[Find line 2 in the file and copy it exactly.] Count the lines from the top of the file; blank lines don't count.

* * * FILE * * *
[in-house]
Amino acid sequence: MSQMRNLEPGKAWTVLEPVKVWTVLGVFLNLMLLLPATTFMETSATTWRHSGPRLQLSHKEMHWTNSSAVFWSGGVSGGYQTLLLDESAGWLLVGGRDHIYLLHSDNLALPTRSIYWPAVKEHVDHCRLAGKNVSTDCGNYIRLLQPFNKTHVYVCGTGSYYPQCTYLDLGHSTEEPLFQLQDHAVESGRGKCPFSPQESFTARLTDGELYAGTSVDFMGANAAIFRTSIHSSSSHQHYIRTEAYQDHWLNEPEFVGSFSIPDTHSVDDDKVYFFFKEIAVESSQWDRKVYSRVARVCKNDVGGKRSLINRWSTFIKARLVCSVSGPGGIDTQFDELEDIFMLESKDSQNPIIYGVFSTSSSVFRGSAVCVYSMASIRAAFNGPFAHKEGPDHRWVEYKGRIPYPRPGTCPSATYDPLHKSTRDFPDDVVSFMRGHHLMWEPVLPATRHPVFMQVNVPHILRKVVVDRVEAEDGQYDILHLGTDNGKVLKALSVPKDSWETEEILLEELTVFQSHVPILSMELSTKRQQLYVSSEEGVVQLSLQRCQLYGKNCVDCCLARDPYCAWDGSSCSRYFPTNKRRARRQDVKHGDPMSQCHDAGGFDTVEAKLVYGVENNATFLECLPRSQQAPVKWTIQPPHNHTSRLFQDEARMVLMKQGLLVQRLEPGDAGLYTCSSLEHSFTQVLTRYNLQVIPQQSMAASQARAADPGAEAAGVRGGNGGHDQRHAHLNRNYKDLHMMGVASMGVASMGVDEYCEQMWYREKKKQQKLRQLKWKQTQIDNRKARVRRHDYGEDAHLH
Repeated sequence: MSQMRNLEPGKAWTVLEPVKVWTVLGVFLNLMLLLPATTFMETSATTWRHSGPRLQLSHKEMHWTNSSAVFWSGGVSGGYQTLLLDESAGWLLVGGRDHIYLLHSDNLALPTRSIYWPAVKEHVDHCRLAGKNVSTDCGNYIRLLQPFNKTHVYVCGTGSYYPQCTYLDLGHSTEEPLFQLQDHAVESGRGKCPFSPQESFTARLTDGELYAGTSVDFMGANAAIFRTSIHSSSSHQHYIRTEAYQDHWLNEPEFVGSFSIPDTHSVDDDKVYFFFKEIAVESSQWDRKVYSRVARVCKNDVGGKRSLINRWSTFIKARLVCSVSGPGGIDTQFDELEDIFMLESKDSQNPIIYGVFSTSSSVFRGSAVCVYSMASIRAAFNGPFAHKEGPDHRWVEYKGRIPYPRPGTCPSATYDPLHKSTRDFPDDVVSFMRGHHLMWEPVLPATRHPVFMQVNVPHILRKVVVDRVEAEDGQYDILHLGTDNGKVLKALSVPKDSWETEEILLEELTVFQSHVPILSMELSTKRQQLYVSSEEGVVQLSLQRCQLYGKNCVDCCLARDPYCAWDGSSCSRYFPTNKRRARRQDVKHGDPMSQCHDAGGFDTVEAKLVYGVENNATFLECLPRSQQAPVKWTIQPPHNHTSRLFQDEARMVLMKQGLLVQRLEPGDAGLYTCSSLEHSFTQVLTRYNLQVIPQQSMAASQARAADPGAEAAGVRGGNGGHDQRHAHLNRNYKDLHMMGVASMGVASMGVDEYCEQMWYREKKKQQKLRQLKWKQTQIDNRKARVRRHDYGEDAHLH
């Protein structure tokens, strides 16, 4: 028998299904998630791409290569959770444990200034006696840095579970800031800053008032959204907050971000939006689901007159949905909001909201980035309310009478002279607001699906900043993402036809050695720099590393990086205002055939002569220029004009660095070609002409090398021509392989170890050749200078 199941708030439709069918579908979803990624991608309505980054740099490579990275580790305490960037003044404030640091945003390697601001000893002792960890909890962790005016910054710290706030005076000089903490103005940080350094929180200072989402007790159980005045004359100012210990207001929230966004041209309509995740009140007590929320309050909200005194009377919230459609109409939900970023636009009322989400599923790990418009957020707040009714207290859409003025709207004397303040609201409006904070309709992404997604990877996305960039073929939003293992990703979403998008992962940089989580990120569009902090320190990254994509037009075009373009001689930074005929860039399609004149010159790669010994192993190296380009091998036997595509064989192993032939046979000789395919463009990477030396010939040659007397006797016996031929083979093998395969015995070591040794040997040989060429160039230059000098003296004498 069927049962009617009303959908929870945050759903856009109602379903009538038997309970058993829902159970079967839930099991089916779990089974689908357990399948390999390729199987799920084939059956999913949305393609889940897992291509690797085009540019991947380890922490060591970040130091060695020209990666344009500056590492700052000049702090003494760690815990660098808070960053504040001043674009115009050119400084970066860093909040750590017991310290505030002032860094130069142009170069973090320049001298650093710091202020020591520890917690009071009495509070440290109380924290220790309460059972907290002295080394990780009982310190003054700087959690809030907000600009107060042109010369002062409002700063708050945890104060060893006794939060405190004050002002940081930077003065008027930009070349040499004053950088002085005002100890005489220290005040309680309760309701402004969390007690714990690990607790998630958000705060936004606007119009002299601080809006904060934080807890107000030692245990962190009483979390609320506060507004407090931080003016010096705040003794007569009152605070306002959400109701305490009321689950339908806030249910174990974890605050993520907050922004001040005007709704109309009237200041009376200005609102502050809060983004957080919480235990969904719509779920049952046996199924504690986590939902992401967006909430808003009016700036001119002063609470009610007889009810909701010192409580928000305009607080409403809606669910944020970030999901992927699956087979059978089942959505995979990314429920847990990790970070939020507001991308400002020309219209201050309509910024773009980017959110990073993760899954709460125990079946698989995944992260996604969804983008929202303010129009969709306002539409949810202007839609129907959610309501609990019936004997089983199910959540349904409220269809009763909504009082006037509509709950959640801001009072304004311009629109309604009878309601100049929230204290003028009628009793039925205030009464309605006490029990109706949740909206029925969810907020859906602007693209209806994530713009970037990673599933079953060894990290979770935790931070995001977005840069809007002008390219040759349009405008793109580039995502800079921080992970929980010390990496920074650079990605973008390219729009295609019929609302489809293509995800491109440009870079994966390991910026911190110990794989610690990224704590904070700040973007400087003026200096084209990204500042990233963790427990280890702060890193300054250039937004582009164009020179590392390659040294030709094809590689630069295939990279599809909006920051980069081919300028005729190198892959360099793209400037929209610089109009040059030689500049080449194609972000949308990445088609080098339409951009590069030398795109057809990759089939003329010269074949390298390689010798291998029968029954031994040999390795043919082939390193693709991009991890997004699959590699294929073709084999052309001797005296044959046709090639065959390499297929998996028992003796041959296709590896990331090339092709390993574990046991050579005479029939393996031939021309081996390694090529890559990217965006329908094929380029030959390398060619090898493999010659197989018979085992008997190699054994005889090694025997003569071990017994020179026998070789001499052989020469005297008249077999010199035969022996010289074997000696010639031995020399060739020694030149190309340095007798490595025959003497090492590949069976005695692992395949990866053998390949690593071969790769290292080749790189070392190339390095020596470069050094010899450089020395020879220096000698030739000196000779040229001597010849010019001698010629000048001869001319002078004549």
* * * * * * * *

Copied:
Amino acid sequence: MSQMRNLEPGKAWTVLEPVKVWTVLGVFLNLMLLLPATTFMETSATTWRHSGPRLQLSHKEMHWTNSSAVFWSGGVSGGYQTLLLDESAGWLLVGGRDHIYLLHSDNLALPTRSIYWPAVKEHVDHCRLAGKNVSTDCGNYIRLLQPFNKTHVYVCGTGSYYPQCTYLDLGHSTEEPLFQLQDHAVESGRGKCPFSPQESFTARLTDGELYAGTSVDFMGANAAIFRTSIHSSSSHQHYIRTEAYQDHWLNEPEFVGSFSIPDTHSVDDDKVYFFFKEIAVESSQWDRKVYSRVARVCKNDVGGKRSLINRWSTFIKARLVCSVSGPGGIDTQFDELEDIFMLESKDSQNPIIYGVFSTSSSVFRGSAVCVYSMASIRAAFNGPFAHKEGPDHRWVEYKGRIPYPRPGTCPSATYDPLHKSTRDFPDDVVSFMRGHHLMWEPVLPATRHPVFMQVNVPHILRKVVVDRVEAEDGQYDILHLGTDNGKVLKALSVPKDSWETEEILLEELTVFQSHVPILSMELSTKRQQLYVSSEEGVVQLSLQRCQLYGKNCVDCCLARDPYCAWDGSSCSRYFPTNKRRARRQDVKHGDPMSQCHDAGGFDTVEAKLVYGVENNATFLECLPRSQQAPVKWTIQPPHNHTSRLFQDEARMVLMKQGLLVQRLEPGDAGLYTCSSLEHSFTQVLTRYNLQVIPQQSMAASQARAADPGAEAAGVRGGNGGHDQRHAHLNRNYKDLHMMGVASMGVASMGVDEYCEQMWYREKKKQQKLRQLKWKQTQIDNRKARVRRHDYGEDAHLH